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Travis the Menace

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Travis with a Stamford police officer.  

When her brother informed her of Sandy’s death, Charla was shocked.

She said: “Sandra was a troubled woman, and maybe she has some peace now.”

Two-forty-one Rock Rimmon Road remains almost exactly as it was the day Sandy left, held in limbo by order of the court. Rumors abounded after Sandy’s death that along with jewelry, antiques, and other valuables, somewhere in the ramshackle house she had secreted $80,000 in cash, and burglars broke in five times in the first two months. The gigantic addition is frozen in mid-construction, exactly as it had been that February day, its windows still glassless, so that leaves and small drifts of snow blot its unfinished floor. The life-size stuffed chimpanzee still sits in the oversize chair in Travis’s room, gazing out the window to the backyard and the woods beyond it.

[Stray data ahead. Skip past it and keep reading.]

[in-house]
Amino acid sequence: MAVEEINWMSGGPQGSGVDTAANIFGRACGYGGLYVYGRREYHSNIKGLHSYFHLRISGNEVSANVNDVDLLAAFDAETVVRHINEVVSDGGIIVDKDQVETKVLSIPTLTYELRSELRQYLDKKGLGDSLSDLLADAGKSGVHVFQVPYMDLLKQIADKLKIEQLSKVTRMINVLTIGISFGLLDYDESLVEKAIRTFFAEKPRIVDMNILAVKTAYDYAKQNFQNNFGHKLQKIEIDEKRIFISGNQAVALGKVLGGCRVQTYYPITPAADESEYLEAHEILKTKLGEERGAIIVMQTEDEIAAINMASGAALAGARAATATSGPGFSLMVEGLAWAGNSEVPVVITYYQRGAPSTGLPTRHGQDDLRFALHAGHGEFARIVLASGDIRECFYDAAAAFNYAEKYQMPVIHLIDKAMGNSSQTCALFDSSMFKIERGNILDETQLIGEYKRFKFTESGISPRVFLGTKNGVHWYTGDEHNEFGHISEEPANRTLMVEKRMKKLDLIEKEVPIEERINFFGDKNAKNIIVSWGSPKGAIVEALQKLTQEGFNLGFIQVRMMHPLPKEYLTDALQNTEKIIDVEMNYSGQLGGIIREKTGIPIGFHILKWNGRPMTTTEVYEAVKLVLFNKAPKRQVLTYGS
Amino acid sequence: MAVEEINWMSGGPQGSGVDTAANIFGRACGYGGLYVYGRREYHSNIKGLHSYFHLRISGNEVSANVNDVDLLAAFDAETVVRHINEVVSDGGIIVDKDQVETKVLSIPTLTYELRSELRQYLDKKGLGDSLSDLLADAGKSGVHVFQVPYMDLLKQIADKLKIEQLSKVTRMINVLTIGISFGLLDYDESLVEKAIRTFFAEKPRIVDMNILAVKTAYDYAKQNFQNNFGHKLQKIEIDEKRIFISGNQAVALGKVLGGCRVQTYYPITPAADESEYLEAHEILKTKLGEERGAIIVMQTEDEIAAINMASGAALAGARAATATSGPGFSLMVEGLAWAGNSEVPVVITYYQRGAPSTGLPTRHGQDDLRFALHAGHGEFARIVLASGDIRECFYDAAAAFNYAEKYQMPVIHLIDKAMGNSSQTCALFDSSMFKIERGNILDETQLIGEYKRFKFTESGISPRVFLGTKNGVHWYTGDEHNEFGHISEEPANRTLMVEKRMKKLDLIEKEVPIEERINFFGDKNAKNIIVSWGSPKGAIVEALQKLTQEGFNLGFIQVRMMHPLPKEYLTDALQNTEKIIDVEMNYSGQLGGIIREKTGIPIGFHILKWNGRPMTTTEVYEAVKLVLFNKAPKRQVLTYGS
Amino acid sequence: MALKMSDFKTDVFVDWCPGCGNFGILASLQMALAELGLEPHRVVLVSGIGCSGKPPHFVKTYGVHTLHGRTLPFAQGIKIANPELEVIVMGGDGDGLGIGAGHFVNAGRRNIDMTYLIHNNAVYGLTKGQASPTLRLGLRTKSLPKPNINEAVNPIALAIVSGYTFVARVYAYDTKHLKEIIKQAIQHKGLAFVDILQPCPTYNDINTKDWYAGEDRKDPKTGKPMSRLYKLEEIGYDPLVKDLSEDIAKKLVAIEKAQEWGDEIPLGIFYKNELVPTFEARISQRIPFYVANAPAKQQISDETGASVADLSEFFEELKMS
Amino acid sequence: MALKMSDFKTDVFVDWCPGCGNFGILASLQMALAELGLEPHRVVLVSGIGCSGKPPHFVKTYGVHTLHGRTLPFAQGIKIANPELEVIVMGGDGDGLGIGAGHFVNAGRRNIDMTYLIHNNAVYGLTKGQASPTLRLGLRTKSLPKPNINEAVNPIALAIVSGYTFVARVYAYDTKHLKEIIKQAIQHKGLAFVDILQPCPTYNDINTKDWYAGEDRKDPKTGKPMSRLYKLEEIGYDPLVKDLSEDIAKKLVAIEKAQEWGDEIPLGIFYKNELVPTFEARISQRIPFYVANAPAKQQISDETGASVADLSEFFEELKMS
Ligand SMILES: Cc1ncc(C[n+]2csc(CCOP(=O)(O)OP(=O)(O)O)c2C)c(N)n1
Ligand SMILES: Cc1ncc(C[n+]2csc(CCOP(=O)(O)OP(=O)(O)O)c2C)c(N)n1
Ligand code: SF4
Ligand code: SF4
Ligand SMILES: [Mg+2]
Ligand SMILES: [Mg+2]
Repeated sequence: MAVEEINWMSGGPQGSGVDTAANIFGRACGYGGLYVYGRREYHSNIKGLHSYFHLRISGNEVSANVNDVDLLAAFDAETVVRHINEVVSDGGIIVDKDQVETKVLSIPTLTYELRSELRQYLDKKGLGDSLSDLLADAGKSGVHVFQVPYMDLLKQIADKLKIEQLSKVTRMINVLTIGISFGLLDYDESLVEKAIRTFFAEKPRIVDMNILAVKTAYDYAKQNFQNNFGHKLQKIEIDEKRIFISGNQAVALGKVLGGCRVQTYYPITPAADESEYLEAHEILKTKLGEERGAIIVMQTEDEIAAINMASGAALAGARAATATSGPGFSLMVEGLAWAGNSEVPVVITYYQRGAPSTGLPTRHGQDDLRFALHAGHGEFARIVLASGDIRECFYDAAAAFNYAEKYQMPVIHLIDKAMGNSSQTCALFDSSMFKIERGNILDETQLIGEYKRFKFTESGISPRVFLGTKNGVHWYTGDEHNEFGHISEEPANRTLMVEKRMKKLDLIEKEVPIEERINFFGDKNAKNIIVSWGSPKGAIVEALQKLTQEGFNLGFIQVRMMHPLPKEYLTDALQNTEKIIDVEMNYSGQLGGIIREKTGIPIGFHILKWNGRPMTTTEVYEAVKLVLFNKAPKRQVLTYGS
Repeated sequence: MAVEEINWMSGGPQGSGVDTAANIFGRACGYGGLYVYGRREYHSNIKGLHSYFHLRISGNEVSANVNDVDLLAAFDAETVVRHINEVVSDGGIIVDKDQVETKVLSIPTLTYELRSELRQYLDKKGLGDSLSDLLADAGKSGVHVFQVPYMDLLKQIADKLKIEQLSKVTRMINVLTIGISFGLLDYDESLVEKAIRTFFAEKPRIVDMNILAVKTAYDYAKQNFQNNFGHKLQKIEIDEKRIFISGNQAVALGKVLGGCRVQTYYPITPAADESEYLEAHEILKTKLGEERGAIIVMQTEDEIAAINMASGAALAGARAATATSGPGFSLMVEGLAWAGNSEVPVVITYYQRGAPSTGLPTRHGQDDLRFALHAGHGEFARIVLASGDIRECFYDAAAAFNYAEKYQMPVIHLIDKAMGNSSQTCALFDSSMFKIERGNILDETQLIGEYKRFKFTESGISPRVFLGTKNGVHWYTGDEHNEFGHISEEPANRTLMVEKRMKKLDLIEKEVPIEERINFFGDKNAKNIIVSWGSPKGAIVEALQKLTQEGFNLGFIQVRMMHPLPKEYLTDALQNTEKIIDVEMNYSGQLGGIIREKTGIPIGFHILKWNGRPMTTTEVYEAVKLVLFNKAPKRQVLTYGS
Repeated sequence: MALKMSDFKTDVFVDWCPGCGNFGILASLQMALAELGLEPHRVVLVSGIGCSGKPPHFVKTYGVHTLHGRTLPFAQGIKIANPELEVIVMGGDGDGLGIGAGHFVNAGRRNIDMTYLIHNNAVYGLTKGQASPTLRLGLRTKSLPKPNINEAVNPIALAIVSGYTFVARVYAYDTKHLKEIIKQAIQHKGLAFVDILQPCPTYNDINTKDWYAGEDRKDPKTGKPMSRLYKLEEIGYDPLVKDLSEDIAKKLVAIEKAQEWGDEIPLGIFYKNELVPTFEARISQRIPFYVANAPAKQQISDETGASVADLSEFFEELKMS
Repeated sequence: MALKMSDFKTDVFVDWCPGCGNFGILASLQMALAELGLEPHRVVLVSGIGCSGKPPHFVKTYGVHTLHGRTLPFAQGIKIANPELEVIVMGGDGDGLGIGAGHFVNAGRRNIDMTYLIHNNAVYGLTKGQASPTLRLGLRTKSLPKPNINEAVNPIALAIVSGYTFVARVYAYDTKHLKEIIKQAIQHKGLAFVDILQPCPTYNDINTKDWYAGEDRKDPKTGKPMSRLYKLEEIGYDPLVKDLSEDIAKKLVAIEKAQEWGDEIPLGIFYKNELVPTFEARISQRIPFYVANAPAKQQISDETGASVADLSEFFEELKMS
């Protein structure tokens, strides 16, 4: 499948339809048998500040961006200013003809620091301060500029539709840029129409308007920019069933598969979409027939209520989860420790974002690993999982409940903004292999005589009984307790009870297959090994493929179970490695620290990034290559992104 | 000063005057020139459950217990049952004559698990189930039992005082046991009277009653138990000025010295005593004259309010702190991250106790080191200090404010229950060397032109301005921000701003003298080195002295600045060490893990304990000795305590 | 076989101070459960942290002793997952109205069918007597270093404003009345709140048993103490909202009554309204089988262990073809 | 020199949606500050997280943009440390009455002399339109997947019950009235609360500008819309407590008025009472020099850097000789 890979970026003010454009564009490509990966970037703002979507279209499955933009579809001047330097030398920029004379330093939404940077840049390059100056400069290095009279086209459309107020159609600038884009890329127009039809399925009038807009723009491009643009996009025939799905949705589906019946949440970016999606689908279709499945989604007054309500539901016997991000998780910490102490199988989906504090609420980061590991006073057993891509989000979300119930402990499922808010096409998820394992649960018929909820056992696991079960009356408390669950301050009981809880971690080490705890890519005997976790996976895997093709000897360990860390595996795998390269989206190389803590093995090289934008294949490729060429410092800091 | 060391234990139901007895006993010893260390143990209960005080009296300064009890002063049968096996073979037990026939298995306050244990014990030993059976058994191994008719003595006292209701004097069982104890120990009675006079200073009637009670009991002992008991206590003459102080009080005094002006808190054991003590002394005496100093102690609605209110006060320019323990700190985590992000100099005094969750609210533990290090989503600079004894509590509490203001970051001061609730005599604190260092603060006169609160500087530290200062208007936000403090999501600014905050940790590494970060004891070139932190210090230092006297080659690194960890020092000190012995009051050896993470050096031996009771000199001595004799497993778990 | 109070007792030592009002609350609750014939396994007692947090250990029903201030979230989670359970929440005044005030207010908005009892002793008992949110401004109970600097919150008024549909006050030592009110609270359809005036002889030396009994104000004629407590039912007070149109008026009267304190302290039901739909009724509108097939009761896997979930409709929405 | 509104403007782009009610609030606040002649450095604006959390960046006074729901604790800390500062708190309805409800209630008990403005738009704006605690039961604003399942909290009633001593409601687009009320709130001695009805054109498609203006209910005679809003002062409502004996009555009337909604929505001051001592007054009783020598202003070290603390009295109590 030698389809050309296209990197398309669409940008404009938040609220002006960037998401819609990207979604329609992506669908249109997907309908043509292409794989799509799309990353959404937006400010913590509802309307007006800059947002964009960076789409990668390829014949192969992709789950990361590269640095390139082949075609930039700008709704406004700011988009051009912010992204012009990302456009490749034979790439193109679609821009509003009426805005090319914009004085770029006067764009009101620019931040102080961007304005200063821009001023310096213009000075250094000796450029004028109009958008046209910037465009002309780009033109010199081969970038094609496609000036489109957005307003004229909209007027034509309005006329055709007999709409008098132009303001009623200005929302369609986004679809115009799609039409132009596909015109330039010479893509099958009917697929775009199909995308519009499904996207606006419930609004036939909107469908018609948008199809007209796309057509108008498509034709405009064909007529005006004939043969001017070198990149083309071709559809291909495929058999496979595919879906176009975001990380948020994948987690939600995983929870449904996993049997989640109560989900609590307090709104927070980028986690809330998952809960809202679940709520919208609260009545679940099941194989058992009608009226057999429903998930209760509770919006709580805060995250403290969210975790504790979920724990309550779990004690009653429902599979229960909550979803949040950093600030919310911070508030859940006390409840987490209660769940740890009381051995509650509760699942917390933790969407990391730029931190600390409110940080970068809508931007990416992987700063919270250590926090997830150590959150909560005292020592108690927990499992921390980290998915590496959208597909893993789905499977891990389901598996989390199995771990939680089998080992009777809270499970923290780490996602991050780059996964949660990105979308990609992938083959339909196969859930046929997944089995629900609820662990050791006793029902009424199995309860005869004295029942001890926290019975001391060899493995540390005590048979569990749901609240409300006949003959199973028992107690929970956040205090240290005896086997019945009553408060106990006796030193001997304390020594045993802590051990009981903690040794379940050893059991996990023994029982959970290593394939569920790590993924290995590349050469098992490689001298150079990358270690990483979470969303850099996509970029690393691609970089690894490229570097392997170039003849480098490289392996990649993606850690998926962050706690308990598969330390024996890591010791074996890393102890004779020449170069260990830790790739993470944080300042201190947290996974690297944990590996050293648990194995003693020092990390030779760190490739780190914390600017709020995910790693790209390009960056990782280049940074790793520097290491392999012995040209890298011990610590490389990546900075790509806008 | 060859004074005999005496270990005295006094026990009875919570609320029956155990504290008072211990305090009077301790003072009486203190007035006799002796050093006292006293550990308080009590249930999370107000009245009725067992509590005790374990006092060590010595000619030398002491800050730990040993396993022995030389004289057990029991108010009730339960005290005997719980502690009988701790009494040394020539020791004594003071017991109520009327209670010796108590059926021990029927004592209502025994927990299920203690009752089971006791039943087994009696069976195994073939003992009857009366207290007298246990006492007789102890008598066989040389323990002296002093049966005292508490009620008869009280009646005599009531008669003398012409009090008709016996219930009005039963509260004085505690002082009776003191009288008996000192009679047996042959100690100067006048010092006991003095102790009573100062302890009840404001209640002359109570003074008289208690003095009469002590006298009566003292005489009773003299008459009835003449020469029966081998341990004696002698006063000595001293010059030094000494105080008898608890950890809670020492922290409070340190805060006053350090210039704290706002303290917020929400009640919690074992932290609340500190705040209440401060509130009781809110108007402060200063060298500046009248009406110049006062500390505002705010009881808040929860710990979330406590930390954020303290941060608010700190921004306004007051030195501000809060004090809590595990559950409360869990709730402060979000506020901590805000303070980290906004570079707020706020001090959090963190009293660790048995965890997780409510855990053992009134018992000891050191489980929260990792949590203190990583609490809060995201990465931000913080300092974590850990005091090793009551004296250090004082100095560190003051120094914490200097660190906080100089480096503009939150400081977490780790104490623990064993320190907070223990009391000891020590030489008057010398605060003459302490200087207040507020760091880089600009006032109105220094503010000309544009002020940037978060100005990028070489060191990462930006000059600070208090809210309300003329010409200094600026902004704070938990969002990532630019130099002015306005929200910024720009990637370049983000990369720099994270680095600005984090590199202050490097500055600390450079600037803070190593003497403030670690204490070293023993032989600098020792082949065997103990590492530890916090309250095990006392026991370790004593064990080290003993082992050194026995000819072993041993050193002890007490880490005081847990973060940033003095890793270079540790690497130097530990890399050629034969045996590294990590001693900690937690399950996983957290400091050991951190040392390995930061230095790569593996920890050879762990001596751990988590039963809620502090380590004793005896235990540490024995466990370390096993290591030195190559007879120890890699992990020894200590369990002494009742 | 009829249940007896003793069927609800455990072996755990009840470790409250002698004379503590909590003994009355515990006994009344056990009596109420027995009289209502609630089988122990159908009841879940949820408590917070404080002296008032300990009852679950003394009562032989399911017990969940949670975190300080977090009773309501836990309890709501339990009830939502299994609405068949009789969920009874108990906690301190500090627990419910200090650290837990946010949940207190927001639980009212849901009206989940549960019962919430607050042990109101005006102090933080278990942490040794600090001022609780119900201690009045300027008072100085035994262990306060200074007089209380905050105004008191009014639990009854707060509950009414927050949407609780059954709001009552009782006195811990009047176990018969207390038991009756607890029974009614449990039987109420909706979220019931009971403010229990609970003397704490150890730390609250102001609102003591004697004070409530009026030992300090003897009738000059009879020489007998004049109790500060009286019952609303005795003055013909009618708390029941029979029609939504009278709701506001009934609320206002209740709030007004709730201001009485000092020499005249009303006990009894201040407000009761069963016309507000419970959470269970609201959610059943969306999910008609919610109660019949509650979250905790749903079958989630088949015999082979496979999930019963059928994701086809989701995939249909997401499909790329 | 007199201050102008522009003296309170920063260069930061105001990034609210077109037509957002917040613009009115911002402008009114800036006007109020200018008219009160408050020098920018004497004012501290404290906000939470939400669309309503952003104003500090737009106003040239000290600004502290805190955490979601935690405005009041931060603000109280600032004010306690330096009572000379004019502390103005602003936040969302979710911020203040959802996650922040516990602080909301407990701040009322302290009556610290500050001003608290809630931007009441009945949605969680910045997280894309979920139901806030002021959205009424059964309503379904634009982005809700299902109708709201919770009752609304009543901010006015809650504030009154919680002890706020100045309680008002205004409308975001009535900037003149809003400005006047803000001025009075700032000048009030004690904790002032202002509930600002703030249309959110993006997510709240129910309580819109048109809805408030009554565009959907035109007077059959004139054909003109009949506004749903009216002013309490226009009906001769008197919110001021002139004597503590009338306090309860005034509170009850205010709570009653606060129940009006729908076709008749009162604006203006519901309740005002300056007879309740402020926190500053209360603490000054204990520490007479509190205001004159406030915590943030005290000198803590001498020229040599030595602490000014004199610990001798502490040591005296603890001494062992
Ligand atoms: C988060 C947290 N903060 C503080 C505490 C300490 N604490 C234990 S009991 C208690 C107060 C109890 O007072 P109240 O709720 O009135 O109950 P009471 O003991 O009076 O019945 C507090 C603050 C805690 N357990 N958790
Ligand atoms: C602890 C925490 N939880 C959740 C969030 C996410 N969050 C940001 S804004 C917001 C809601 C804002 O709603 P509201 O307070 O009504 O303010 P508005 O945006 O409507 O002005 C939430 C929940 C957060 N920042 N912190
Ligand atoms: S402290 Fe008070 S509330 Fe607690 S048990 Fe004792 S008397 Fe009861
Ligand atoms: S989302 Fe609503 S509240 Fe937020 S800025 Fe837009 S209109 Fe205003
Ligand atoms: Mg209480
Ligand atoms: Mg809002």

A few miles away is a cemetery that has no tombstones. A plot there belongs to the Herolds. Beside Jerry, inside a sealed vault inside a sealed coffin, Sandy Herold wears an animal-print shirt and tight jeans distressed from ankle to hip. Her fingernails are painted pink, and her hands rest atop her abdomen. Against her one side stands an urn containing the ashen remains of her daughter Suzan. On the other, in the same urn she’d slept with every night since that day in February, are Travis’s.


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